Why Microsoft Office Mac 2004 Scares Me
by - Episode 21 - July 9th, 2004
Let me begin by saying I really like Microsoft Word v.X. It has the features I need, it works the way it's supposed to work, and it's been almost perfectly reliable for the past couple of years. I've said it many times and I'll probably say it many more: Word v.X may be the best word processor I have ever used, and Microsoft's Mac Business Unit builds damn fine software when you consider that the father of Windows signs their paychecks.
Office v.X may be out of production but it is still the gold standard to me. It took an update or two from Microsoft, but for the past year or two Word and the other Office v.X apps have worked like a champ for me and rarely caused me grief.
I wish I could say the same for the new release, Office Mac 2004, but I am afraid I can't. After using it (mostly Word, with a little Excel and Entourage thrown in for variety) for a month and it looks like it was released before its time.
I find myself using Office Mac 2004 less and less, and only when working on unimportant projects. And that's being charitable -- I am sorely tempted to delete the whole Office 2004 suite until an update arrives, at which time I'll gladly give it another shot and see if they got it right yet. But the bottom line for me is that when there's money on the line, I can't trust the new versions.
What, exactly, is wrong with Office Mac 2004? I don't know that it's any single issue. It's more that I feel it was rushed out before it was finished with more than a few rough edges, which doesn't inspire much confidence.
Among my specific complaints are issues that include Excel freezing when I try to save a very simple spreadsheet created with an older version of Excel.
Here's how it goes: First I choose Save As
Then the beachball of death appears...
The dastardly beachball remains on my screen until either:
1. I force Excel to quit...
2. Excel forces itself to quit...
At least it's polite about it and apologizes for the inconvenience, but still, incidents like this don't inspire confidence. I mean, this spreadsheet is tiny with only a few dozen cells and a couple of very simple macros. I am afraid to even try saving some of my bigger and more complicated sheets with Excel Mac 2004.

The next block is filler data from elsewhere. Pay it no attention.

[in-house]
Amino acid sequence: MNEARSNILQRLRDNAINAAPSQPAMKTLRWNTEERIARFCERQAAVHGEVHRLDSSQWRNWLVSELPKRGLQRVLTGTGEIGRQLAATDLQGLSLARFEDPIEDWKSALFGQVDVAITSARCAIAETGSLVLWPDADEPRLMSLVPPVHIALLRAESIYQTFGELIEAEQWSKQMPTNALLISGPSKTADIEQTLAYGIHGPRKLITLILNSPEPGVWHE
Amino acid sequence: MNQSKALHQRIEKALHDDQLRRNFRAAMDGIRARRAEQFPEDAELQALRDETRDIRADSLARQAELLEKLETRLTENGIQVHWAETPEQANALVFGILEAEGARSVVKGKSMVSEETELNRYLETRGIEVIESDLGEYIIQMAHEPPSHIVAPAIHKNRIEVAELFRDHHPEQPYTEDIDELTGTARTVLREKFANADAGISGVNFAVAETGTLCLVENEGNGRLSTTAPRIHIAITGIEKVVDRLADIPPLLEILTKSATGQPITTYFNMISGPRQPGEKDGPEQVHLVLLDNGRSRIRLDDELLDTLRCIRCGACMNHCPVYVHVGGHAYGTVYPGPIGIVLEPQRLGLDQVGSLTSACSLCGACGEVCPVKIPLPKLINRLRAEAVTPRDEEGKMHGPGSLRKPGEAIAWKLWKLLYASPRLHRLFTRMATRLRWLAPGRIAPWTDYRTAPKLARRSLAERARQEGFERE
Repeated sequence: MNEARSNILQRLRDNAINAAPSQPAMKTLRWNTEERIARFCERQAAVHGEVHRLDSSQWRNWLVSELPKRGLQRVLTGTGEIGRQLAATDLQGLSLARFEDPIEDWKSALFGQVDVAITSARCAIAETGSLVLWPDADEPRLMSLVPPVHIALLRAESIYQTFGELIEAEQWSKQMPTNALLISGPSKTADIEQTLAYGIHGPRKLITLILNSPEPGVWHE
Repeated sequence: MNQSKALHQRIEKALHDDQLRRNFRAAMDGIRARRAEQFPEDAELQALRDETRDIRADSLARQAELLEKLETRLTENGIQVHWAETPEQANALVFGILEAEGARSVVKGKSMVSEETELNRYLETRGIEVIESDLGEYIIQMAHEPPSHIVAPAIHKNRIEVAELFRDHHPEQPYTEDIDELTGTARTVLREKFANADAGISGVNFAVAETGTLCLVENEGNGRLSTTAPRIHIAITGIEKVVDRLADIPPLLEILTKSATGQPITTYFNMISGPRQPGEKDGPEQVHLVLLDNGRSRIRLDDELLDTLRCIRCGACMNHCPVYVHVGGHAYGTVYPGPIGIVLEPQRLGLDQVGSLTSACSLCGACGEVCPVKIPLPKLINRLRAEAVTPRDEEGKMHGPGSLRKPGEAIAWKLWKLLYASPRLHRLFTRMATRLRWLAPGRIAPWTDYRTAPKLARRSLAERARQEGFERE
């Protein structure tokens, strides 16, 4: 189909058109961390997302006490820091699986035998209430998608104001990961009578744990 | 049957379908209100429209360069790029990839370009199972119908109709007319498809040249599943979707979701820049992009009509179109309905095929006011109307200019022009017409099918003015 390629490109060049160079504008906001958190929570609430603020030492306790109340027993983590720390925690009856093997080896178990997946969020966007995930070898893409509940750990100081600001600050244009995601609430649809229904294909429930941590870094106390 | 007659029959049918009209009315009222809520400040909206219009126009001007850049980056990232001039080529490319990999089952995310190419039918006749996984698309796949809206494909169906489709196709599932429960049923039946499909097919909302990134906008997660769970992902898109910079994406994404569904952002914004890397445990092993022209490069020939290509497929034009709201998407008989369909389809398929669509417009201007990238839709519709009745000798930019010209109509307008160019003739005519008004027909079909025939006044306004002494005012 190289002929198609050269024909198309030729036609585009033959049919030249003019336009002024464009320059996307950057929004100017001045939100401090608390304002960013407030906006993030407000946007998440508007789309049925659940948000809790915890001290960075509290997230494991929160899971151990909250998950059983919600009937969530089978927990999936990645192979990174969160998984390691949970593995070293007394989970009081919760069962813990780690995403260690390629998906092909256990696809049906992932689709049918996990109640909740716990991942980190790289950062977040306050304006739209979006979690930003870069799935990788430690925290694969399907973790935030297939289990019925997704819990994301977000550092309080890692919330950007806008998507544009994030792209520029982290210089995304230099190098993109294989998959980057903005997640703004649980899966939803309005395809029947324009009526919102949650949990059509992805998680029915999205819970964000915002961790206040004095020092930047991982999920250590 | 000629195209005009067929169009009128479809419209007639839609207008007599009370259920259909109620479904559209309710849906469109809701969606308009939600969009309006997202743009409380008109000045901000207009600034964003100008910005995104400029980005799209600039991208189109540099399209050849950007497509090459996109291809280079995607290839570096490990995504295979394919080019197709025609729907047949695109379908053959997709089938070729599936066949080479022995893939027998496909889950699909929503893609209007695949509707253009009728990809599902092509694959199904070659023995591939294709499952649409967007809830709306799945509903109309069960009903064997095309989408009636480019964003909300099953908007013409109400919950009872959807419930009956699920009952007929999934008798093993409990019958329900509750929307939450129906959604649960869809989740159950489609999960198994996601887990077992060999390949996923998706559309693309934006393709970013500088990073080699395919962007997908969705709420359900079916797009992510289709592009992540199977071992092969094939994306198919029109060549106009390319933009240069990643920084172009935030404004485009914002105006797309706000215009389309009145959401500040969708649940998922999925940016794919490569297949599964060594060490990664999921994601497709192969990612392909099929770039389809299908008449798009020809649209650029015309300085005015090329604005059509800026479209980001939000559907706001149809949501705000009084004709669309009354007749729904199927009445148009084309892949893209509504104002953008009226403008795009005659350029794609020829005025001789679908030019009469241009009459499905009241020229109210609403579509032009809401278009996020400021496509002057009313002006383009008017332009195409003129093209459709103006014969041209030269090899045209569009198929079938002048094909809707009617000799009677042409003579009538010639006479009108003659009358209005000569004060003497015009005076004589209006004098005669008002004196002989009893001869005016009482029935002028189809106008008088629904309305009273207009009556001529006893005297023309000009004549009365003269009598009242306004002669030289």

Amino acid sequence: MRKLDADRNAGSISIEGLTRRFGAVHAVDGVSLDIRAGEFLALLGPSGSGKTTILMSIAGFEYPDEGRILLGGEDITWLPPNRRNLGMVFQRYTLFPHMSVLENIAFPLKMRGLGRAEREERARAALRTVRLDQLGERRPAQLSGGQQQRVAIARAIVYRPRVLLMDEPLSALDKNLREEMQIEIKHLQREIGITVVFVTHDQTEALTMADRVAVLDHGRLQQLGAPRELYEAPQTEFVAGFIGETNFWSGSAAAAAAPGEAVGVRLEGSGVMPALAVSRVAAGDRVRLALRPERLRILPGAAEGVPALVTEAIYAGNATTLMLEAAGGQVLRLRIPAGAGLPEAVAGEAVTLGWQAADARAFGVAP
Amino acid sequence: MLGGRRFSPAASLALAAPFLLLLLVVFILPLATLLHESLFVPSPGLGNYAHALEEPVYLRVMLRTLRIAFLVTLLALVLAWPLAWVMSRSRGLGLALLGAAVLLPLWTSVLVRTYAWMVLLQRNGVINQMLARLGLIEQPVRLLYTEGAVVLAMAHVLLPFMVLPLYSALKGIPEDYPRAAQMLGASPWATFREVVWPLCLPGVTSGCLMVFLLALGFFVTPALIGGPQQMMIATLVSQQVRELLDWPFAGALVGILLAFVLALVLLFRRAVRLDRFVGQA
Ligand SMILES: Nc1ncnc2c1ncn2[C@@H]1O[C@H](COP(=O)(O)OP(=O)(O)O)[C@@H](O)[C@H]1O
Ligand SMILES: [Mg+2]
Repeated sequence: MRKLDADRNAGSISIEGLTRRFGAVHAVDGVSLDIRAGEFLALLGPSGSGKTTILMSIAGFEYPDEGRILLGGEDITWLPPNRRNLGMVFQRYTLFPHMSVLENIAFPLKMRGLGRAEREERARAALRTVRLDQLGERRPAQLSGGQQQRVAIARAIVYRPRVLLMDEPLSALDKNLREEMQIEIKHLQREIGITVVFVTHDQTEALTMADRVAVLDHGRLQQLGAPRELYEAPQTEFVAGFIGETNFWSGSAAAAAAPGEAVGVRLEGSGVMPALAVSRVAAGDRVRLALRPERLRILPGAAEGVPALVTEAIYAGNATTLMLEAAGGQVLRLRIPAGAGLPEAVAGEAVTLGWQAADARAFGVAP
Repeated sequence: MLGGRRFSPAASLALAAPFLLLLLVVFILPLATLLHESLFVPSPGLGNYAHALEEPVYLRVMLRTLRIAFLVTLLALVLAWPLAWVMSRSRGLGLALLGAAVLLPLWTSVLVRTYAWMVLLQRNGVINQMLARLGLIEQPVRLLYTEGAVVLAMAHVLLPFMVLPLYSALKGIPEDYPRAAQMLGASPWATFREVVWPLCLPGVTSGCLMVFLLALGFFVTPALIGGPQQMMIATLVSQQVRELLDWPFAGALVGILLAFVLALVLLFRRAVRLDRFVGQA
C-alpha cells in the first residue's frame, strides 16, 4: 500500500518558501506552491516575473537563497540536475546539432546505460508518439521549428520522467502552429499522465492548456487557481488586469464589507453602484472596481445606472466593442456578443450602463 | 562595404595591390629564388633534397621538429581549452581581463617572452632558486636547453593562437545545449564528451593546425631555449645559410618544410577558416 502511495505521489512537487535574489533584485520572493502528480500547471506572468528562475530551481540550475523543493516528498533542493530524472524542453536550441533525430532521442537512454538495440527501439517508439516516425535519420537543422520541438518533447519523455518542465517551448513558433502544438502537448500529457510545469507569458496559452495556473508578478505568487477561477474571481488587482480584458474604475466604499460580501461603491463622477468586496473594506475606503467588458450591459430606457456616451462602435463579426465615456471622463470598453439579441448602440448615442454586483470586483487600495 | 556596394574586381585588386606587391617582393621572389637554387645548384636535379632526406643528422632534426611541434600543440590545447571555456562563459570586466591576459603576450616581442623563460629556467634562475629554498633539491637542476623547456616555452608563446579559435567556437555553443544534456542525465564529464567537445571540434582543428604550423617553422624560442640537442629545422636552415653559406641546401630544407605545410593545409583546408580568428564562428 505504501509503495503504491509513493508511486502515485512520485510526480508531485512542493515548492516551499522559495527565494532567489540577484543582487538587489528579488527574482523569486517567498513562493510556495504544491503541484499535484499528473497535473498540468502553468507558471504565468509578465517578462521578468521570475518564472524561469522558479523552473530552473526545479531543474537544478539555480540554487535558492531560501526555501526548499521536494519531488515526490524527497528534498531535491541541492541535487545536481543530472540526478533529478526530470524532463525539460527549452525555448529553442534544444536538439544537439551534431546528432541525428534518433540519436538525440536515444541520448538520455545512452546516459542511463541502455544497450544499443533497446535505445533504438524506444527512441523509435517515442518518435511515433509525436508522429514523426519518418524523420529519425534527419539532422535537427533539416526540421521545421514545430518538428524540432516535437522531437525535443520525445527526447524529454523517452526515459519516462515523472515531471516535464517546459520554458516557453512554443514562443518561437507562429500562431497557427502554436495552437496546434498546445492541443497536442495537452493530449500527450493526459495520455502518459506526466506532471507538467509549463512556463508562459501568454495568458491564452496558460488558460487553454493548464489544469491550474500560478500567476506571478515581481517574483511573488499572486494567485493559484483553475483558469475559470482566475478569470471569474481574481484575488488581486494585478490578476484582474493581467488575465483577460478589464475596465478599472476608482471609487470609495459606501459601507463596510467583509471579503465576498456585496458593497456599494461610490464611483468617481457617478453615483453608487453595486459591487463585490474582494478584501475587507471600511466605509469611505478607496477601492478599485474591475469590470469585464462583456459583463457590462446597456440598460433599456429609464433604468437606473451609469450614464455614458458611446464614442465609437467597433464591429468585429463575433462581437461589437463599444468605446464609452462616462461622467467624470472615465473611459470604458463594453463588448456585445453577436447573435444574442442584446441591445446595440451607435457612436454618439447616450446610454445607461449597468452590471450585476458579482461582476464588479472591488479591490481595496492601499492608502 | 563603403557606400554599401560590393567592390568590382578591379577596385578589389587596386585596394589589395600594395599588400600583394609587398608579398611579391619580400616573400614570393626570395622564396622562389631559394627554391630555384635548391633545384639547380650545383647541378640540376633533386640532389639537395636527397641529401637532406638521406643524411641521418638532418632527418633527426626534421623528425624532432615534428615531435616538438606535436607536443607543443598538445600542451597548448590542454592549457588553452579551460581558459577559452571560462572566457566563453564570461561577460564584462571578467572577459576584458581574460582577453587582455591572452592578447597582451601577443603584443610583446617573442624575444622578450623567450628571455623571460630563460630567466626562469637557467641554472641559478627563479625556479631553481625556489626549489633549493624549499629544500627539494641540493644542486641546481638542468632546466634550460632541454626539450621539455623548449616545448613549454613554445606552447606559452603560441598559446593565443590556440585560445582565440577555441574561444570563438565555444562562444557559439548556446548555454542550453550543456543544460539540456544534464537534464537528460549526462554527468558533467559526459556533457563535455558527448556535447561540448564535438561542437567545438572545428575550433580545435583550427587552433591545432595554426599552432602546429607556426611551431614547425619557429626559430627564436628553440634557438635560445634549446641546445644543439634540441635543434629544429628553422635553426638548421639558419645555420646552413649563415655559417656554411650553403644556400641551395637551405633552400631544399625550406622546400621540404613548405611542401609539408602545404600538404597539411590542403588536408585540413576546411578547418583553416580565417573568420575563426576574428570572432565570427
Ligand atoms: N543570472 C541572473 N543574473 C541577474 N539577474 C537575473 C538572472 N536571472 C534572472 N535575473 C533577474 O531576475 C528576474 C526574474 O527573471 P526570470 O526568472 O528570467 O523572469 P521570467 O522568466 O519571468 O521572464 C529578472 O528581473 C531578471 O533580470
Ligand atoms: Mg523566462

Word Mac 2004 doesn't seem to have a freezing-crashing gremlin like the one I discovered in Excel but it has several maddening traits. For example, what's wrong with this picture:Insert RantandRaveFig2101.tiff
If you haven't figured it out yet, it's that the document's title bar is underneath the menu bar, making it impossible to move the document window. I could understand (but probably not excuse) this behavior if the document had been created on another Mac with a larger monitor, or on a PC. But this document was created with Word Mac 2004, which ought to be able to remember window positions of documents it creates. I mean, the previous version has never done this to me
While this one is easily remedied by choosing Zoom from the Windows menu, once again, this type of behavior doesn't exactly inspire confidence.
Here's another one that I find annoying: Word 2004 has a new toolbar called the Adobe Acrobat PDFMaker:
That's all well and good, and I guess it's useful, but it seems there is no way you can banish it permanently. I've tried it all: Clicking its red gumdrop; using the View-->Toolbars menu item; unchecking it in the Customize Toolbars and Menus dialog box; and moving it to the nether regions of my second monitor. No matter what I do, it comes back like a bad penny every time I launch Word Mac 2004.
It would be less irritating if it didn't also move my document down on screen by about 1/2 inch, but it does that every time as well.
In all fairness, most of my complaints aren't data-destroyers or hard-crashers, but taken as a whole they have shaken my faith in Office Mac 2004 to the point where I have gone back to Word v.X for most of my work.
I am waiting with baited breath for that update, which I expect soon. I'll be happy to give Office Mac 2004 another chance then, but until that time I'll be using Office v.X, a suite of excellent programs that still works flawlessly.
and that's all he wrote.
Bob "Dr. Mac" LeVitus has been a Macintosh user for a long, long time and has written 49 computer books including Mac OS X Tiger For Dummies and GarageBand for Dummies. He also offers expert technical help and training to Mac users, in real time and at reasonable prices, via telephone, e-mail, and/or unique Internet-enabled remote control software. For more information on Bob and his services, visit www.boblevitus.com.
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